Lois Lowry’s book of terrible parents and suffering kids gets a comedic animated adaptation.
The story is told to the audience by a fourth-wall breaking Cat (Ricky Gervais), starting generations ago with the original Willoughbys, a family renowned for its adventurous, inventive, and devoted members. Unfortunately, the modern Willoughbys (Martin Short and Jane Krakowski) are only interested in their own romance, to the point that they ignore their four children: Tim (Will Forte), Jane (Alessia Cara), and twins both named Barnaby (Seán Cullen). Not in the sense of just not being involved in their lives, but in the sense of not feeding them and locking them in the basement. One day a baby is left on the doorstep of the Willoughbys and, when the Willoughby children try to find a home for this new orphan, they end up making a plan to get a better life for themselves, ultimately involving a Nanny (Maya Rudolph), a candy factory owner (Terry Crews), and a dirigible, in no particular order.
Do you remember when Tom and Jerry had a cartoon about them committing suicide? How about when Pluto went to hell and was judged by devil cats? Littlefoot’s mom dying in The Land Before Time? I only bring these up to give you an idea of what kind of kids movie this is, because it is very, very dark. The film, while it does play some of the treatment of the children for laughs, also is pretty straightforward that what they’re going through is nothing short of aggravated child abuse.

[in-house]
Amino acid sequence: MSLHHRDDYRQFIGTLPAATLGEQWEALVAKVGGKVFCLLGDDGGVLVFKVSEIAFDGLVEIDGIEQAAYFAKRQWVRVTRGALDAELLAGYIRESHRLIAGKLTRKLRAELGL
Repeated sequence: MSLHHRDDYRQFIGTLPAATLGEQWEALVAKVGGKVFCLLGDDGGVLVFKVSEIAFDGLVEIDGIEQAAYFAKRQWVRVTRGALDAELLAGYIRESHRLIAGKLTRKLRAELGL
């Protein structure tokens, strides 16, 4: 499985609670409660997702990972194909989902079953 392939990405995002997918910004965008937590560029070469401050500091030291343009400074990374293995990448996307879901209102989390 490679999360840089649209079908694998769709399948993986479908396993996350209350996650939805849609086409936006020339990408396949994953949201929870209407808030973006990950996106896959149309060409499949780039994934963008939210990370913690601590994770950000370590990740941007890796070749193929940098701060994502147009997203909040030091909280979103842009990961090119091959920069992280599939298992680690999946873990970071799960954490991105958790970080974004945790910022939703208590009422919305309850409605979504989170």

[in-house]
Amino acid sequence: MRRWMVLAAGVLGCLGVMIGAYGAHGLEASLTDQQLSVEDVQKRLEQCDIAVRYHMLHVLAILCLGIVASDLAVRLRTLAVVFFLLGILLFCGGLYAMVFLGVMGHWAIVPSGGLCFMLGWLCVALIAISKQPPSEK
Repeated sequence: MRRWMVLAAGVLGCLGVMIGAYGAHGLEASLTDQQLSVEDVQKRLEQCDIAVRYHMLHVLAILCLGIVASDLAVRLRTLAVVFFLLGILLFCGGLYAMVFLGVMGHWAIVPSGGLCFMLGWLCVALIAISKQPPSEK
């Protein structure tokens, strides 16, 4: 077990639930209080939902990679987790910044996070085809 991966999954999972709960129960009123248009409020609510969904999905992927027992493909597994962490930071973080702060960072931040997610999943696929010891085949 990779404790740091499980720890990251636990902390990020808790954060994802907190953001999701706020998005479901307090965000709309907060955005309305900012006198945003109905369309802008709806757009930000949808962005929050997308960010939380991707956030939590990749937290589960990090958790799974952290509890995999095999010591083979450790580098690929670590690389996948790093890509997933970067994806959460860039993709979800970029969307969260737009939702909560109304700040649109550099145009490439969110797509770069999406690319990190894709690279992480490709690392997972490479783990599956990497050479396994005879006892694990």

The movie can really only balance humor and dark subject matter because the world of this film, as well as the characters themselves, are all extremely silly. It doesn’t quite get to the charmingly dark level of Roald Dahl, but it’s around the Lemony Snicket level of surreal and tragic. There are strange buildings, incredibly odd people, and unbelievable occurrences everywhere, and the children just tend to express awe and incredulity, and then just roll with it. Naturally, that allows the audience to roll with it, while still appreciating the absurdity.
The cast is all excellent, as you might expect from the list. Ricky Gervais spends much of the movie “taking the piss” as the Cat, which is a fun narrative style when done right. Since that’s pretty much all Ricky Gervais does usually, he has enough experience to do it right. Will Forte brings a sort of deranged optimism to the group, while Maya Rudolph and Alessia Cara both aid their characters’ attitude of “singing through the pain.” Cullen’s twins are creepy, which is all they’re supposed to be.
The downside to the movie is that it feels like it’s got 9 acts rather than the typical three. It’s like a handful of short stories that are woven together rather than a single narrative. I assume that’s because of the nature of the book they’re adapting to the screen, but having never read it, I can’t tell for sure. Other films have done the same structure, but this one never feels quite as smooth as those.
Overall, though, it’s a decent movie, even if it sometimes feels a little disjointed.
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